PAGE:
A newsletter on audience research and development for cultural leaders. One reader calls it, "sometimes funny"

The best time of year to visit the east end of Long Island is September/October. Everyone has returned to the city, and the locals begin burning the shuttered yoga studios for warmth.

I’m in Montauk, looking through your responses to my questionnaire on podcast listening habits and looking out over the Atlantic on a windy morning.

Here is a boring picture of a beautiful place to write and review survey responses:

If you responded to last week’s survey on podcast listening — thank you! (If you’re a museum professional reading this on the web, you can take the two-question survey here.)

16 of you have responded so far, and 13 of those who responded said they listen to at least one podcast more than once a month.

I’m distributing the survey elsewhere and should have more meaningful results in the weeks to come. But understanding the listening habits of current list members is perhaps most important to me. It’s interesting to see that of the 64 specific podcasts you all named, just two of them were related to museums, and those two were mentioned by two different people, only once.

Why would people who will subscribe to a museum-focused newsletter not listen to museum podcasts? Is it that the podcasts out there are not what they’re looking for? Or am I just tapped into a community of people who prefer to read?

One comment that caught my eye:

I follow a variety of Museum and Fundraising podcasts - but I almost never bother listening to them.

Why? If you’re the person who wrote that — or if you feel similarly — reply to this email and tell me what prevents you from listening to those podcasts. I’d love to hear more.

Learning out loud, and including other people’s voices.

I’m asking what podcasts you listen to for a few reasons — one is that I’m considering recording some interviews in the future to share with you all. I’d like to see if audio might be a good way to share some of the ideas and inspiration I’ve found in talking with so many museum professionals this past year.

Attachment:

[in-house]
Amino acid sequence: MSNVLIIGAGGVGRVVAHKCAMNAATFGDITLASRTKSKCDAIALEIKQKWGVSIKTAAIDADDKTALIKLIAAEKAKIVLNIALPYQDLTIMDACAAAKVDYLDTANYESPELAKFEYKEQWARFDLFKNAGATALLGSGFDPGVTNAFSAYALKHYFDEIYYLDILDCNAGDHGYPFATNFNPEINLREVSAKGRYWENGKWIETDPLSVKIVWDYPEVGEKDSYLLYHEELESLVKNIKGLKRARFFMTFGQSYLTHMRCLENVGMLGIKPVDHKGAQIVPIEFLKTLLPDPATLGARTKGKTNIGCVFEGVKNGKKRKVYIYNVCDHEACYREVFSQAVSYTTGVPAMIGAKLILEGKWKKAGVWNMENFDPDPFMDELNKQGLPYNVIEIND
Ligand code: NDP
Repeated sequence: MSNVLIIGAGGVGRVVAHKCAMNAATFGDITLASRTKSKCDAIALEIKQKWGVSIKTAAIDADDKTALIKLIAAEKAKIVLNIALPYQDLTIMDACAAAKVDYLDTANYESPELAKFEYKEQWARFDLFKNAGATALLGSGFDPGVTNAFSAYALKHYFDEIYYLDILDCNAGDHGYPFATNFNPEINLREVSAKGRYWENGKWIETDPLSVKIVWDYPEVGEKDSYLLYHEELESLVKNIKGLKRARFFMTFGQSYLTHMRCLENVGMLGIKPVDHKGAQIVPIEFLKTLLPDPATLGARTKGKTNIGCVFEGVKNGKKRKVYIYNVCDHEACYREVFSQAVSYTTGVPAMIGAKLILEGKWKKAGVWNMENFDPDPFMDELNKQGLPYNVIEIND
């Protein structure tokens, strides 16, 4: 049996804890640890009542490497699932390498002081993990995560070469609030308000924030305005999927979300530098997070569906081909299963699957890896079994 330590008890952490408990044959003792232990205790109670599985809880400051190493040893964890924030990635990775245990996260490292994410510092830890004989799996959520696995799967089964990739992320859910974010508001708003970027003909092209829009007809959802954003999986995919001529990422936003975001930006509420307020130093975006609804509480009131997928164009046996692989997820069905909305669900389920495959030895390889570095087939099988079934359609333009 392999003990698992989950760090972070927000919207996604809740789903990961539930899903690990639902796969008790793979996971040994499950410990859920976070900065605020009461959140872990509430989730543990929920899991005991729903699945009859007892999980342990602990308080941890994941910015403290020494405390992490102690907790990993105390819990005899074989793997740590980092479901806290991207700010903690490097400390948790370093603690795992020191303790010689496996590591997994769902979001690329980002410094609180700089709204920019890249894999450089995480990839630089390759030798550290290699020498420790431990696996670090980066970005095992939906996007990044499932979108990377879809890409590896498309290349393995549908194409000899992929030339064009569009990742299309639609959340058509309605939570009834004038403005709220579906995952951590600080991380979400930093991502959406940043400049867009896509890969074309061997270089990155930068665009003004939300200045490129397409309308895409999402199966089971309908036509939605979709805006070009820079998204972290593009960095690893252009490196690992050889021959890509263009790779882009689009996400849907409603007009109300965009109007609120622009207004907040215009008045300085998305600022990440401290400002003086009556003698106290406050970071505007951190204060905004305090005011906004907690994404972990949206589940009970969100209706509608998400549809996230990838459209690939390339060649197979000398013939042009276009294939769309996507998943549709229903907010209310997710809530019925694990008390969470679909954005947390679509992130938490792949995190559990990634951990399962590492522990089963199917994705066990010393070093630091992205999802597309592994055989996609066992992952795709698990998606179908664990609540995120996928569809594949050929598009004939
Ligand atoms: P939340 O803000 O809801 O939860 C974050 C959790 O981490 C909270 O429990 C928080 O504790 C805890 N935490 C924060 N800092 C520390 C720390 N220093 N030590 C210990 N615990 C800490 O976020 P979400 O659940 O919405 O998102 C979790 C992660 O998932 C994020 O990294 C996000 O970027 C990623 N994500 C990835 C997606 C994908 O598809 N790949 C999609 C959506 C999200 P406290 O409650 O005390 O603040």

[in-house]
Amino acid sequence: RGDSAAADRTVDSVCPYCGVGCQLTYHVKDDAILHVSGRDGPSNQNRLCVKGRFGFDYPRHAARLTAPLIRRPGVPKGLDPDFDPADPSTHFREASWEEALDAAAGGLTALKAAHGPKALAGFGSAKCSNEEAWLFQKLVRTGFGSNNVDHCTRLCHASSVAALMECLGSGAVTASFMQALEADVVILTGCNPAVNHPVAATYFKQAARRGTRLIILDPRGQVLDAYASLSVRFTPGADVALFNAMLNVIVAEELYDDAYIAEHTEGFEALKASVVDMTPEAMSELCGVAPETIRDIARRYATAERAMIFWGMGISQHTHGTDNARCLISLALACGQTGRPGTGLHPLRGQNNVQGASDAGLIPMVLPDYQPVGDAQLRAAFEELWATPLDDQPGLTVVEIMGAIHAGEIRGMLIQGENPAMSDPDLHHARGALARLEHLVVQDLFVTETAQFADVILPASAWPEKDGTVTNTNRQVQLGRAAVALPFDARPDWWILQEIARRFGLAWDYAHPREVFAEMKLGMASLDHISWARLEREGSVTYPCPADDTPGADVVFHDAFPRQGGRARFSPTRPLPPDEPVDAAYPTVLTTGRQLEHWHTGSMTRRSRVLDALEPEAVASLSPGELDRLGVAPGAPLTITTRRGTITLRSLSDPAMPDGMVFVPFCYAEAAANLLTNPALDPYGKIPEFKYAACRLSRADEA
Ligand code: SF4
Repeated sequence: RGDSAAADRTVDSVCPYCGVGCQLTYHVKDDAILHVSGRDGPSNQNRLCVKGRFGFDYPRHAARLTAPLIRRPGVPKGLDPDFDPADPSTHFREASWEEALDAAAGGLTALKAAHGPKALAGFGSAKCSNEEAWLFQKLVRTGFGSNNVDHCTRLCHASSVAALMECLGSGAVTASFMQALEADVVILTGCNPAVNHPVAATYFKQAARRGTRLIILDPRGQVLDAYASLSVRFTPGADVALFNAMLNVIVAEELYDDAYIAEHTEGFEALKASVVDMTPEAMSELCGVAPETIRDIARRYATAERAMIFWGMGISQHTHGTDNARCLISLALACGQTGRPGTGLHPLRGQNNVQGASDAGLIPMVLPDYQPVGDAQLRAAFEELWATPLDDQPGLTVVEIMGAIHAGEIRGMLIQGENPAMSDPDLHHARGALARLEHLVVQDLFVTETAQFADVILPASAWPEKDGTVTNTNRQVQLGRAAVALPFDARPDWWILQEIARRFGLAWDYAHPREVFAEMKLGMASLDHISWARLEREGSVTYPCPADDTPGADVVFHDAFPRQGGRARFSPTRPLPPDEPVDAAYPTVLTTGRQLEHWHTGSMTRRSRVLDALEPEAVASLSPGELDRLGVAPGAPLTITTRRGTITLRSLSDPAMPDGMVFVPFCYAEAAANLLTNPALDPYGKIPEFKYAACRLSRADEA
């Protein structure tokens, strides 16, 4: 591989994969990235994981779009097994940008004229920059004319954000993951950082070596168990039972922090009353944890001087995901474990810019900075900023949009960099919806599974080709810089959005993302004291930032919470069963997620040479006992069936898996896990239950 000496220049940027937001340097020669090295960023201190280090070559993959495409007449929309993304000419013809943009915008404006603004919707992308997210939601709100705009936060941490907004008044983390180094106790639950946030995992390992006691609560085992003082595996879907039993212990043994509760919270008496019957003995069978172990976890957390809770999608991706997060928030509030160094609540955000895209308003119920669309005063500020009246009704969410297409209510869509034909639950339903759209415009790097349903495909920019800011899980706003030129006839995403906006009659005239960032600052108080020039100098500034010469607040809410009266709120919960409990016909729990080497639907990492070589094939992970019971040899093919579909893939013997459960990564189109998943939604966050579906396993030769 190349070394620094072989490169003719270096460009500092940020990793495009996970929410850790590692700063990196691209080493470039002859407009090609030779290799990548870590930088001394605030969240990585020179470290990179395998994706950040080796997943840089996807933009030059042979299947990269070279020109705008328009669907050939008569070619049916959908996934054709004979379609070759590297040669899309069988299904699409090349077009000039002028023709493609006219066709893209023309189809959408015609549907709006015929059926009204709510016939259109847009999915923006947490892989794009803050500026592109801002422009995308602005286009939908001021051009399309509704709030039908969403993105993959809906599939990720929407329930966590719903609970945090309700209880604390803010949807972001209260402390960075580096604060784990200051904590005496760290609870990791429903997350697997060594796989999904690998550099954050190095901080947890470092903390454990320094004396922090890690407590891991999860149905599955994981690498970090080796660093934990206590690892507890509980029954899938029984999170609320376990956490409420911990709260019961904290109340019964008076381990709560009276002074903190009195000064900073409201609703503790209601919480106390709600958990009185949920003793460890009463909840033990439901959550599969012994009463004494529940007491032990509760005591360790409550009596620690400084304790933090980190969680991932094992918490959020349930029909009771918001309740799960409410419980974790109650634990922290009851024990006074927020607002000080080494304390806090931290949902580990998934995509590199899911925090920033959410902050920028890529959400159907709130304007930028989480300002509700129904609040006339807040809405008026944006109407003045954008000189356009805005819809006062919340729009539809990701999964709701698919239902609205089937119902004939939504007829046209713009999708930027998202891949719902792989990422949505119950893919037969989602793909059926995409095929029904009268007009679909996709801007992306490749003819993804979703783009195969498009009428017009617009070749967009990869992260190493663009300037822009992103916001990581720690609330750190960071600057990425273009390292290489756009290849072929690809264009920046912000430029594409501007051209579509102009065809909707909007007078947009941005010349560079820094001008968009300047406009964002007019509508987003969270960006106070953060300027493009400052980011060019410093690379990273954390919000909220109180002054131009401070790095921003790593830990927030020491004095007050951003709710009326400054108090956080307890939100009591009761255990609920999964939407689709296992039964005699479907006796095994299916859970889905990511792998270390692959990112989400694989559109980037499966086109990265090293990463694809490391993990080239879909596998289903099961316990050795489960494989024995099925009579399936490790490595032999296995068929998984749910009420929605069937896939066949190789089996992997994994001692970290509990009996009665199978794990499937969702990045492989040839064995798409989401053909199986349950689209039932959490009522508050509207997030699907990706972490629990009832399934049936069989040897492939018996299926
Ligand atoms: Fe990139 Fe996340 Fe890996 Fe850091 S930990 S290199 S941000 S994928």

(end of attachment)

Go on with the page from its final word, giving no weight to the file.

Today I’m sharing episode 0 of what may someday become The Audience Research and Development Podcast. I hadn’t planned on creating a podcast any time soon, but earlier this month, I interviewed Dr. Paul Kortenaar, the founding executive director of the El Paso Children's Museum. I came away from that conversation feeling especially energized. Paul is asking some very interesting questions as he plans for the opening of the museum. Questions like: How do families decide how they’re going to spend their time on a Saturday afternoon?

That may seem like a simple question, but my hair stood up and caught fire when I heard it. I was thrilled to hear an executive director so invested in understanding the context of people’s lives and how they go about making decisions as to how they spend their time.

I’ll be sharing my conversation with Paul with you later this month. Soon, you’ll be able to subscribe to future interviews in the podcast player of your choice.

If you have any questions, comments, or feedback, please let me know in a reply to this email. I’d love to hear from you.

Thanks for reading,

How helpful was this letter? Share your feedback.

P.S. A list member requested more information on what other readers are listening to. I’ll have a more thorough report once more survey responses come in, but — for now — you can see responses from just mailing list members here.

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